• a perception that women are treated differently because of their gender

“When I go [to the offices of my irrigation service provider], they ask why I am bothering myself, I should tell my husband to deal with this. But my husband doesn’t have time for all of this. I may be a woman, but I can take care of all of the [farm activities] if there were just water. I am a strong mother and a pensioner… I am not a weak woman, I know my rights and I am the head of the dehkon farm. I am not afraid of stating my problems and they should listen to me,” said a woman in Obshoron.

Another woman from Iftikhor said, “Men can go out, bring the equipment and clean [the canals]. Men are men, they are able to arrange such things, but who can women talk with?...Women are too busy, we have work coming from all directions, from the household and the dehkon farm…I do want [to clean the canal near our plot] but I don't know where to go and who to speak with in order to solve this issue.”

As women step into new roles as farm managers and become more engaged in water management in absence of male members, efforts should be made to ensure their ability to form strong connections to both the physical and institutional systems of irrigation water delivery. Women’s ability to successfully access water and cultivate crops is essential to ensuring household income and food security for their family.

How can irrigation service providers support and engage with female farmers? With an increasing burden of work and time constraints, will women be participative and responsive to water management policy initiatives? With an economic crisis in Russia, the primary destination for Tajik labor migrants, what will be the implications and role reversal when these migrants return back to rural areas?

This work was undertaken as part of a baseline study by IWMI for the USAID funded project “Impact of Water Users Association on Water and Land Productivity, Equity and Food Security in Tajikistan.”


With great interests I read through the snapshot provided by you on gender and irrigation in Tajikistan. I encounter many similarities with my own research conducted in the Pamir region, which focussed on gender and irrigation. I indeed observed that rural women were increasingly engaging in irrigation activities, in particular de facto female headed households. Yet, they are excluded in water management domains (at all levels!). At the same time, the sustainability and survival of these irrigation systems and livelihoods, will strongly depend on women's engagement in water management, in particular in light of the growing male out migration. Yet, I find it also interesting and hopeful to read that various women are starting to take up roles of Dekhon farm managers. This might be an opening - and forms an example of how gender roles and practices are altered as during the Soviet period such positions were foremost fulfilled by men. At the same time, I also encountered women who already had a very heavy work burden and were actually happy that they didn't not have to take part in irrigation meetings or canal maintenance activities... At the same time, other women fell that they could not voice their water concerns. As many irrigation systems are managed by the communities, with little to no state intervention (at least in the Pamirs) I think that it is important to extend our insights on these questions and develop participatory methods with communities to seek ways on how to engage women and together explore different ways on how they can voice their concerns and struggles as well as possibilities to engage in water management activities.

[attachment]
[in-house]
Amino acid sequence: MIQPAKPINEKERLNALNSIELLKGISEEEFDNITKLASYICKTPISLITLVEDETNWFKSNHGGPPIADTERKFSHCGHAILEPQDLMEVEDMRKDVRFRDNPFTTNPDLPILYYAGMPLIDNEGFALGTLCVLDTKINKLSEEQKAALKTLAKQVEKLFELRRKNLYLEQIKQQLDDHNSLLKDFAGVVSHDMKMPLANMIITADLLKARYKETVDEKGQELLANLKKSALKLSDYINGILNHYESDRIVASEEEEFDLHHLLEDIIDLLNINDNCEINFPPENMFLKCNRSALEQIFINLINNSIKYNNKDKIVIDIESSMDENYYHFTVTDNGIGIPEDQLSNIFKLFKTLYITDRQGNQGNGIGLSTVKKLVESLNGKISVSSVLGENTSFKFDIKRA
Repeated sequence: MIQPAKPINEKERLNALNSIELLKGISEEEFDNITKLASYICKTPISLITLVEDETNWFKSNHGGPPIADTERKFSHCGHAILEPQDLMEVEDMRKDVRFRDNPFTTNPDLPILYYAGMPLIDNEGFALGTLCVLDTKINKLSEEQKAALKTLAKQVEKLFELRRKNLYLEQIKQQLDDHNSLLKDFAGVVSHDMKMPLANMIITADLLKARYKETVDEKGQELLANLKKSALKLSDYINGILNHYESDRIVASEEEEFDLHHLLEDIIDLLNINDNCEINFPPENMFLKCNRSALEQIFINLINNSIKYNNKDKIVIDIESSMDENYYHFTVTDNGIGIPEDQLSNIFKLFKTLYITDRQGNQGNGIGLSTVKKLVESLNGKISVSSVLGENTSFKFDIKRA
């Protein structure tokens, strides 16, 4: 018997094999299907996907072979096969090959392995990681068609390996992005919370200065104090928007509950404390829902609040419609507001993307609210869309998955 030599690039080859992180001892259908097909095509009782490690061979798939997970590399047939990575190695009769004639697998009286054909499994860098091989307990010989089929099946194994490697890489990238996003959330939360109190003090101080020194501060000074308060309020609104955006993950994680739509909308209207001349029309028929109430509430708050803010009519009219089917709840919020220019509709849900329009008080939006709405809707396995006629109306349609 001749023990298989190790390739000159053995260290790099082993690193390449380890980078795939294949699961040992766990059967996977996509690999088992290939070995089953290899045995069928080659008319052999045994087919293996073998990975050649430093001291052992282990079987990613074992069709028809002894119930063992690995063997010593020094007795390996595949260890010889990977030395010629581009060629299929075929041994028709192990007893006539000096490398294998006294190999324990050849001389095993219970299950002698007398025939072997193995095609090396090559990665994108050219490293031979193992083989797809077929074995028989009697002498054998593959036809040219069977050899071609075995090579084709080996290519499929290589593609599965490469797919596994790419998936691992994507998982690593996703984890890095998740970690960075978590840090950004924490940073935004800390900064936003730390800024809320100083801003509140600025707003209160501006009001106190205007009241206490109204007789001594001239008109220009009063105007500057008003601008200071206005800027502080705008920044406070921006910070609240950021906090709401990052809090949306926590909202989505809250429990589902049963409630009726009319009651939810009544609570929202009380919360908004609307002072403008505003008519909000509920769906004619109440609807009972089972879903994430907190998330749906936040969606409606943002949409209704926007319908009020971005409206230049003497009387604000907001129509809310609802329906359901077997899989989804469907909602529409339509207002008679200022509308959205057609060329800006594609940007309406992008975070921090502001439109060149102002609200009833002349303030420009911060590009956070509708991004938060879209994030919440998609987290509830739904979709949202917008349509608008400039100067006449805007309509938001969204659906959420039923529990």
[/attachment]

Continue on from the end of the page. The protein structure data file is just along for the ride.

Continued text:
In case you are interested to read more about this topic please find here the link to the article: http://www.bioone.org/doi/pdf/10.1659/MRD-JOURNAL-D-13-00087.1